d. Reyle's § 2254 Petition and Analysis

         In this Petition, Reyle requests that the Court remove his 2001 state conviction from his permanent record. See Doc. 1 at 15. In support of this request, Reyle appears to raise three grounds for relief.[3] First, Reyle asserts “the Romeo and Juliet act” or “exception” should apply retroactively to his conviction because he was only four years older than the minor victim when he committed the offense. See Doc. 1 at 5, 7. Next, Reyle contends that he is actually innocent of the crime because his conviction falls under “the Romeo and Juliet exception.” See Doc. 1 at 8. Finally, Reyle avers that he is actually innocent of the crime because his counsel failed to depose the alleged victim who would have offered exculpatory testimony. See Doc. 1 at 10.

         A United States district court shall “entertain an application for a writ of habeas corpus on behalf of a person in custody pursuant to the judgment of a State court only on the ground that he is in custody in violation of the Constitution or laws or treaties of the United States.” 28 U.S.C. § 2254(a) (emphasis added). The “in custody” requirement is jurisdictional but nevertheless is liberally construed. Howard v. Warden, 776 F.3d 772, 775 (11th Cir. 2015).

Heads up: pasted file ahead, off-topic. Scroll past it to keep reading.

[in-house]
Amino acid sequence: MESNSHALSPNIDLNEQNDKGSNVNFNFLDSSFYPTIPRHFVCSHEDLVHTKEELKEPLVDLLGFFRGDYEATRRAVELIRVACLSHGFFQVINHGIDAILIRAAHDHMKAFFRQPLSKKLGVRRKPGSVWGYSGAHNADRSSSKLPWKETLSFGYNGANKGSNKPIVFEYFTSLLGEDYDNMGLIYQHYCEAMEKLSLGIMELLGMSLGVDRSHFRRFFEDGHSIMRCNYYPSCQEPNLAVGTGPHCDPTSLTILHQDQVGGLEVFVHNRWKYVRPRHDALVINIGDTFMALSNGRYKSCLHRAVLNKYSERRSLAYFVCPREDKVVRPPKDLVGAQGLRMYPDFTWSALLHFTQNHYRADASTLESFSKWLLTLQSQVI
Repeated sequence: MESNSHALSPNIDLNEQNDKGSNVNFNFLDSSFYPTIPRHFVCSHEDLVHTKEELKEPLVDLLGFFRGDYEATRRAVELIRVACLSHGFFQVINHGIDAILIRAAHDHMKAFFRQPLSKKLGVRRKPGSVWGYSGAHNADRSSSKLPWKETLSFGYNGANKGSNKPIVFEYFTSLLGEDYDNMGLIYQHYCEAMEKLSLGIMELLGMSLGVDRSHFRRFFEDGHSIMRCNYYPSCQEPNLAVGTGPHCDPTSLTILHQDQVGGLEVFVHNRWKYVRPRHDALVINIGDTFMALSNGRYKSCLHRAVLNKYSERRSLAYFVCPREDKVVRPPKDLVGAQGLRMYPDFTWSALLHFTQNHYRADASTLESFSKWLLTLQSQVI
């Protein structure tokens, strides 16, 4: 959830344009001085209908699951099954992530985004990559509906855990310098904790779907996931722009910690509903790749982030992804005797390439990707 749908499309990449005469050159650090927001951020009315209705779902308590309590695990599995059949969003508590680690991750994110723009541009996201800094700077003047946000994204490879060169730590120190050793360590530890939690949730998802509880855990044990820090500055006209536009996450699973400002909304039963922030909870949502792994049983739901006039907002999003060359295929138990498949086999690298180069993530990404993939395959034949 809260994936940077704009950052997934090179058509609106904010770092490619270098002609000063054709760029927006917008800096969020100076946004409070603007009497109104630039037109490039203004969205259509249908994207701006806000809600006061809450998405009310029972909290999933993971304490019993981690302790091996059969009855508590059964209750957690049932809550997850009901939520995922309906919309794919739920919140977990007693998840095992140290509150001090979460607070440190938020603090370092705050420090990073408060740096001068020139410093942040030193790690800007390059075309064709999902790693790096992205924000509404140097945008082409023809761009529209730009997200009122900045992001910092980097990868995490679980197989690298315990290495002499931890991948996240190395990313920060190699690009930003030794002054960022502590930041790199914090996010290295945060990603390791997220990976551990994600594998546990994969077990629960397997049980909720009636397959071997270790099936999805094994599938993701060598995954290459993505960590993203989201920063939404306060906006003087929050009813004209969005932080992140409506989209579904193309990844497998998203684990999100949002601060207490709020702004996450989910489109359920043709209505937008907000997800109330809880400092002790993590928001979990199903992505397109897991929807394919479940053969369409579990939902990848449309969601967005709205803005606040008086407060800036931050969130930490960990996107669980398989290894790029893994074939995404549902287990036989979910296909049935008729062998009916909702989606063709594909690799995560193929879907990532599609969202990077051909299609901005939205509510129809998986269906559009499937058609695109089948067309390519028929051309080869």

The Supreme Court has stated that the “in custody” requirement means “that the habeas petitioner [must] be ‘in custody' under the conviction or sentence under attack at the time his petition is filed.” Maleng, 490 U.S. at 490-91, 109 S.Ct. at 1925.[4] Accordingly, where a petitioner's sentence has fully expired, he does not meet the “in custody” requirement, and the mere possibility that the prior conviction will be used to enhance a sentence imposed for any subsequent crime is not enough to render him “in custody.” Id. at 492, 109 S.Ct. at 1926. The Supreme Court further noted that, “once the sentence imposed for a conviction has completely expired, the collateral consequences of that conviction are not themselves sufficient to render an individual ‘in custody' for the purposes of a habeas attack upon it.” Id. Such collateral consequences included the inability to vote, engage in certain business, hold public office, or serve as a juror. Id. at 491-92, 109 S.Ct. at 1925-26.

Birotte v. Sec'y for Dep't of Corr., 236 Fed.Appx. 577, 578 (11th Cir. 2007) (per curiam). Although the “in custody” requirement must be construed broadly, it “still requires that the state exercise some control over the petitioner.” Howard, 776 F.3d at 775.

However, when [a] § 2254 petition can be construed as asserting a challenge to the current state sentence that was enhanced by an allegedly invalid prior state conviction, the petitioner is “in custody” for purposes of federal habeas jurisdiction. [Maleng, ] at 493-94, 109 S.Ct. at 1926-27; see also Lackawanna Cnty. Dist. Att'y v. Coss, 532 U.S. 394, 399- 402, 121 S.Ct. 1567, 1571-73, 149 L.Ed.2d 608 (2001) (concluding § 2254 petitioner satisfied “in custody” requirement because the earlier ...